“Race and Place” from the Symbolist

Sent to us for posting on this blog.  The below article will appear in the forthcoming edition of the Symbolist, the Columbia Heights based Art ‘zine.

Race and Place in Clybourne Park

Clybourne Park is a new play by Bruce Norris, currently being put on by the Wooly Mammoth Theatre Company. It’s about how the politics of race determined neighborhood identity in mid-century mid-America and how they continue to do so today. First and foremost I was inspired by its pith and thrilled by the freshness of its brevity.  It sprints. It’s a two act play which is basically composed as two amplified scenes. Both are set in the same house, a generation a part. The first takes place in the Raisin in the Sun Chicago of the troubled integrationist 1950s.  The second act takes place in the present day.  Where doleful anticipation of white flight loomed in the former, the stereotypes of gentrification and apprehension re: colonization did in the latter. This temporal consecution brings the course of social transformation current. While the characters and the script do rely heavily on stock tropes and predictable ethno-cultural posturing, such devices play very well for laughs…and there were plenty.  The comedic elements kept the complex and rapid dialogue briskly apace.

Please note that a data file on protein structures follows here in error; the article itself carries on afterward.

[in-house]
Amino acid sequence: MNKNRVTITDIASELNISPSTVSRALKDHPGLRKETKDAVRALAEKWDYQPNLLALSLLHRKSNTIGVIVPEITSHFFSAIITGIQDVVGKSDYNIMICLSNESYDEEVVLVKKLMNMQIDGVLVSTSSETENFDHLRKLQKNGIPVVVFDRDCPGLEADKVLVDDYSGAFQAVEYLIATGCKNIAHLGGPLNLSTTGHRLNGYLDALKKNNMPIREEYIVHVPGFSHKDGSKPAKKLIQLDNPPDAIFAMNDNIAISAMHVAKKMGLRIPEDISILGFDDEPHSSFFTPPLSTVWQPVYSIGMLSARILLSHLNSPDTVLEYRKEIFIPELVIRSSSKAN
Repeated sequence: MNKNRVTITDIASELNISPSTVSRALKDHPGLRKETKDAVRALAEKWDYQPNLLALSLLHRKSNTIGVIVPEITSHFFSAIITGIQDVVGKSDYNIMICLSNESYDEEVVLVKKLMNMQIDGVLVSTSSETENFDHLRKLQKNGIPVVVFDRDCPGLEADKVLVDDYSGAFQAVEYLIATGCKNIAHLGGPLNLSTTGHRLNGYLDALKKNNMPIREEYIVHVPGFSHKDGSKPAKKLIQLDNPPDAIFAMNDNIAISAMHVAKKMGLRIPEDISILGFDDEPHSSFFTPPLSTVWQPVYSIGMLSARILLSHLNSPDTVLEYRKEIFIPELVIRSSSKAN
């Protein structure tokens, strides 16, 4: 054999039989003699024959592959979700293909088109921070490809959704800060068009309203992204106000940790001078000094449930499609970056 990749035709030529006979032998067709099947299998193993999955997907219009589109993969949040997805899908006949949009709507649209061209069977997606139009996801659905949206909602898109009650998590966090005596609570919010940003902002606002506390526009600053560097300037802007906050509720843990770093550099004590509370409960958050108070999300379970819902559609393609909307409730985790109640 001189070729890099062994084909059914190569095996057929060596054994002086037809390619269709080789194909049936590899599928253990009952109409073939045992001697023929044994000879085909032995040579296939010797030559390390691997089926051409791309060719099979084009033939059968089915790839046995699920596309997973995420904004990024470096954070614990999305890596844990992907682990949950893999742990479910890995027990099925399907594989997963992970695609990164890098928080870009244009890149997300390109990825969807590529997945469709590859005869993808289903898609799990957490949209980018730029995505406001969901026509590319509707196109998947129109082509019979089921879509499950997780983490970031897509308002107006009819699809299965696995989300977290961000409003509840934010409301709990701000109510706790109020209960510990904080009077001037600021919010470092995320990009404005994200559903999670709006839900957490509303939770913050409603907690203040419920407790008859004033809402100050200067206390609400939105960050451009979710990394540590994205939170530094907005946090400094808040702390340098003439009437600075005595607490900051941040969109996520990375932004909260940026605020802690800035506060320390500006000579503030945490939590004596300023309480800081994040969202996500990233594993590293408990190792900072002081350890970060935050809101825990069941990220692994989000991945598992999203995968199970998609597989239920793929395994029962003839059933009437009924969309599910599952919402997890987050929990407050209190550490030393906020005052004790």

What we have are two contrasting eras addressed, one the obvious inversion of the other.  Two conversations (read arguments, apropos of Fugazi’s: The Argument [“…process, and dismissal, forced removal, of the people…”]) held in two different times, colored by the social forces which define each era.  The Clybourne Park of the 2nd Act will seem very familiar to many readers. Art imitates life in Clybourne Park the way that life imitates art in Columbia Heights—suffice it to say: it’s a well written, relevant play that was superbly executed. Many concepts are touched upon throughout, most intriguing, perhaps, is the relationship between language and identity.  As long as race remains the fictive chimera that people rely upon for understanding their imagined communities then this dialogue driven play will be relevant to any dialogue on the subject.

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